Monday, June 30, 2008

Leadership (part 4)

This is the fourth in my series of articles on leadership. A leader helps people move from where they are to where they want or need to be. Helping churches make this transition can be incredibly challenging. I believe one of the greatest needs today is for “leaders” who have the skill and insight to help congregations successfully change. As I indicated in my third article “change is difficult.” It seems particularly difficult for churches.

Have you ever tried to implement what seemed to be a “small change” only to discover the change had far reaching impact? I once presented plans to a small congregation where I was serving as pastor to conduct a committee training event. It seemed like a harmless and practical way to begin the new church year. I thought it might help our committees function more effectively. However, as a young pastor, I was unaware of the potential impact of the decision to conduct a committee training event on the informal and formal power structures of the congregation. I was not aware of how the recommendation would impact some of my key leaders. The response was rapid and painful.

Joel Barker says leaders need to have an appreciation for complex systems and how they work. We have to be aware that small decisions in one area of our ministry may impact many other areas. One of the examples he shares is the Y2K bug. As you know in reality it was no bug. It was a simple decision made by early computer programmers to abbreviate the year to the last two digits rather than four digits. The result was a massive problem when the year 2000 arrived. The problem was that computers recognized “00” as 1900, not 2000. Barker reminds us that the result of one seemingly simple decision made years before the new millennium cost billions of dollars to correct.

Many pastors and church leaders have been “blind-sided” by the impact of what seemed to be simple, small decisions in their congregations. Whether we are dealing with the world of nature, a business venture, or a local congregation the decisions we make sometimes have major impact. If we fail to recognize the nature of complex systems then our leadership may be compromised before we even get started. Many congregations have split and pastors have resigned because leaders failed to recognize the impact of small decisions.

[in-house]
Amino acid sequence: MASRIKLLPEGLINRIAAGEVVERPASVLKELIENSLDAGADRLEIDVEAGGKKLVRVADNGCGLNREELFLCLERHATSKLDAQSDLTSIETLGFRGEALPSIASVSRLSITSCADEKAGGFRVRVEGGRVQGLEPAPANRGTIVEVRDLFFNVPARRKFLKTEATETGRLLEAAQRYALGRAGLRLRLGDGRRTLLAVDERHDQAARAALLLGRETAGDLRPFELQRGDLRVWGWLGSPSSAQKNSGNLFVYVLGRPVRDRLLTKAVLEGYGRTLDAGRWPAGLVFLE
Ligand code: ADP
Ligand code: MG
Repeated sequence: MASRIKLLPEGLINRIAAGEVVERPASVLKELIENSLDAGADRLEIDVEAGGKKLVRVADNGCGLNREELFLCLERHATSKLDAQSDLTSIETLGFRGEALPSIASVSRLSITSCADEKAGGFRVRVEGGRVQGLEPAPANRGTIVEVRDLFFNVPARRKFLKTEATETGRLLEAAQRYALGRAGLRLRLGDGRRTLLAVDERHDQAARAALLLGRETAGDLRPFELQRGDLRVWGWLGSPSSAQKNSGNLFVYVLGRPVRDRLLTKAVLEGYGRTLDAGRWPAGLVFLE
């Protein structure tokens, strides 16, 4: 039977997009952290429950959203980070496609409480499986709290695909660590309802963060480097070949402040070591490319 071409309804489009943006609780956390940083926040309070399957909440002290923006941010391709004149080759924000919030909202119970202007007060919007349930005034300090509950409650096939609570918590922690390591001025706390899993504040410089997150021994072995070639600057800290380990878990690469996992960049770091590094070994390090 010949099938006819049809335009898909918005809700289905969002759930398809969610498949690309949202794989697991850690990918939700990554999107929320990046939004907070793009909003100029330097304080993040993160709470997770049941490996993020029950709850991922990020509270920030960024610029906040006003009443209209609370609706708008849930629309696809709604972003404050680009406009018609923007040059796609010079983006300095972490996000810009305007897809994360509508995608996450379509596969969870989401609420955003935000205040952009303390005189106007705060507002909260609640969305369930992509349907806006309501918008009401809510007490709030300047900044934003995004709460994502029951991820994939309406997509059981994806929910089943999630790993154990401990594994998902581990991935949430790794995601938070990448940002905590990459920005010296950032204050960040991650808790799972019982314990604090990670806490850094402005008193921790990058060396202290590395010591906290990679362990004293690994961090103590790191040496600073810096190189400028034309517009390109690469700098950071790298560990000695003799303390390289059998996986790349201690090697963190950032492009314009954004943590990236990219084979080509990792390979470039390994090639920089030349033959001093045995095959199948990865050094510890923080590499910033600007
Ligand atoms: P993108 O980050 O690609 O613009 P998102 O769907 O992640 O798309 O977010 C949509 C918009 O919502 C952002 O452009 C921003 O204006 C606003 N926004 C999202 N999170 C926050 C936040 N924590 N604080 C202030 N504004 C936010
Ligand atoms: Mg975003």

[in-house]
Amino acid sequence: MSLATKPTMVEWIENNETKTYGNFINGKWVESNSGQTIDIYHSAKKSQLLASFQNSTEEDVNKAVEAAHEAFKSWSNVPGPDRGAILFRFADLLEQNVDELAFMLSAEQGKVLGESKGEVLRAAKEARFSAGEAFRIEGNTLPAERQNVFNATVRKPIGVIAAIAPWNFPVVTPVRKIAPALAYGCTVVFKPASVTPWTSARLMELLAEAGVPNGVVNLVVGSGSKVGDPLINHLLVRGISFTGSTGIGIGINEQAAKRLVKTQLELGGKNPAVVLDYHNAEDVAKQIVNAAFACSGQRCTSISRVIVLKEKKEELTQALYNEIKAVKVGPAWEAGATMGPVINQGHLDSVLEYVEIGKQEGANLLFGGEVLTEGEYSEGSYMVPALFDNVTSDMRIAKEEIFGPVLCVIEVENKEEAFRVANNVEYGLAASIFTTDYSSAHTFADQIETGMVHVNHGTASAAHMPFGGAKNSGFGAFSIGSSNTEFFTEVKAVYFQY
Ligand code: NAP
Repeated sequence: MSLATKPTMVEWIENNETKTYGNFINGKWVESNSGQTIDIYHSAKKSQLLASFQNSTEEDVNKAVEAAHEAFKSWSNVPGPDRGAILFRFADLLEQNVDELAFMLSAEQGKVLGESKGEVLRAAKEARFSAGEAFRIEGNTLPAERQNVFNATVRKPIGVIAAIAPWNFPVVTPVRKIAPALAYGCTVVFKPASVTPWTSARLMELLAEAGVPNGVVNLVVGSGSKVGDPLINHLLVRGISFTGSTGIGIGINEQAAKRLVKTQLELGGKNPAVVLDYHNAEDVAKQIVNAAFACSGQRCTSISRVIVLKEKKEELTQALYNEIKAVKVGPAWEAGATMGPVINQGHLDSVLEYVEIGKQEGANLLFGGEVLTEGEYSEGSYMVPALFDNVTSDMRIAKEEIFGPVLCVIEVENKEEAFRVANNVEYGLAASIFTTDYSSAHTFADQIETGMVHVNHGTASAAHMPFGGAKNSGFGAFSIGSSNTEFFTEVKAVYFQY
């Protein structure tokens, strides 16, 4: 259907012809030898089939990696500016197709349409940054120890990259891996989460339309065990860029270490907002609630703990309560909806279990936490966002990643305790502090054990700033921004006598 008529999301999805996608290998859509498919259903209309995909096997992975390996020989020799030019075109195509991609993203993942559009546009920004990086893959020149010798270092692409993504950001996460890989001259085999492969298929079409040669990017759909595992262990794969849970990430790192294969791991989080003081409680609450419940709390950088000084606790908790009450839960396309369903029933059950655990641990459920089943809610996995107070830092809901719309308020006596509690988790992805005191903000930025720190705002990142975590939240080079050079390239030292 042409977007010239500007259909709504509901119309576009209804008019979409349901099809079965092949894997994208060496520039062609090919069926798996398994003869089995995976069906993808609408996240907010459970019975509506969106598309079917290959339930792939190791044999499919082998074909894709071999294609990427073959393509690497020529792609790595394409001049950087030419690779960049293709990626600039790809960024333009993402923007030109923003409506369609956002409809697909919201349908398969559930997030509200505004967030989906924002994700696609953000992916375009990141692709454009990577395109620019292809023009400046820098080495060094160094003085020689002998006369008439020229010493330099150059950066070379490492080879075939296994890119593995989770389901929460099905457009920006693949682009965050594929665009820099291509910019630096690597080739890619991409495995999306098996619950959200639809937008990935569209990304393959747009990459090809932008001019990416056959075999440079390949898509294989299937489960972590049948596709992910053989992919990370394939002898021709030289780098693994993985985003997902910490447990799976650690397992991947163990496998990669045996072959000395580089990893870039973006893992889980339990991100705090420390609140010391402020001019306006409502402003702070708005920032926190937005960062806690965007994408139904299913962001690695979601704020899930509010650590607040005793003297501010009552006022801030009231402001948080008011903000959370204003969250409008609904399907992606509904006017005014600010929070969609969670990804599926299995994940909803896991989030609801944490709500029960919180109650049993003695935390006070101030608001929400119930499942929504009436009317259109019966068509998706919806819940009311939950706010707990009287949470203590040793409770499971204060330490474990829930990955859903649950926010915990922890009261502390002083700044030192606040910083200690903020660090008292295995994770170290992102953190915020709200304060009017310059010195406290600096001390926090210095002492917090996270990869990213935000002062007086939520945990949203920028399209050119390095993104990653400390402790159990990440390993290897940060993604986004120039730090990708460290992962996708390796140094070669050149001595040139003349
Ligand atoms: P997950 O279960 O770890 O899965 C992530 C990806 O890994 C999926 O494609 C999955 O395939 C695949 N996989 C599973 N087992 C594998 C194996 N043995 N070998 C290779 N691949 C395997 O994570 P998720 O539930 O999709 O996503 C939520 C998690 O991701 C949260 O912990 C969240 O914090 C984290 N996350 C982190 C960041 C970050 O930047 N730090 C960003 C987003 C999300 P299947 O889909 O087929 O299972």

Helping churches successfully change takes time and patience. It also takes insight to see the complexities of the church’s systems and power structure. Pastors and church leaders can develop the skills to help the congregation gradually transition through changes as they move toward greater health and effectiveness. It is not impossible for churches to change, but it can be challenging. Remember Barker said, More than anything else, leaders build bridges that help us move from where we are to where we want to be. Leaders need to understand the nature of change and how it impacts those they lead.

Before we rush in with all our new ideas, we need to reflect on the impact of the changes we are recommending. How will these decisions impact our church’s ministry in the short-term and long-term? Who will be affected by the changes? How can we help these changes take place with less stress and resistance? What is the best time frame for making these changes? The list of questions goes on. Leaders take the time to ask and answer the right questions as they lead their congregations into the future God has planned. That is a part of building bridges to the future. No matter how great your ideas, if no one is following you, then you are not leading.

Sunday, June 29, 2008

Bible Preaching Week Opportunities

Last year the Baptist General Convention of Missouri sponsored Bible Preaching Week at Windermere. The Missouri Baptist Convention quit sponsoring the event several years ago because they refuse to utilize Windermere’s facilities. I have always enjoyed the time of study and fellowship with pastors and church leaders. It was great to have the opportunity to give this special week a new birth last year. I talked with a number of pastors last year who were not aware Bible Preaching Week was back. I hope you will plan to join us this August.

The theme for this year’s week is Worship: An Encounter with God! from Isaiah 6:1-8. The week will begin on Monday, August 11, with the evening meal and conclude with lunch on Friday morning, August 15. Dr. Charles Wade, Retired Executive Director of the Baptist General Convention of Texas, will be our preacher for the week. Dr. Wade served as Executive from 2000 until January of this year. Prior to coming to his position with the BGCT, Dr. Wade served as pastor of First Baptist Church in Arlington since 1976. Charles is a great preacher, and I am looking forward to hearing him each evening.

Dr. David May, Professor of New Testament at Central Baptist Theological Seminary in Shawnee, Kansas, will be our Bible Teacher. Dr. May previously served as Visiting Professor of New Testament (1991-94) at Midwestern Baptist Theological Seminary in Kansas City, Missouri, and Baptist Chair of Bible (1987-1993) at Central Missouri State University in Warrensburg, Missouri.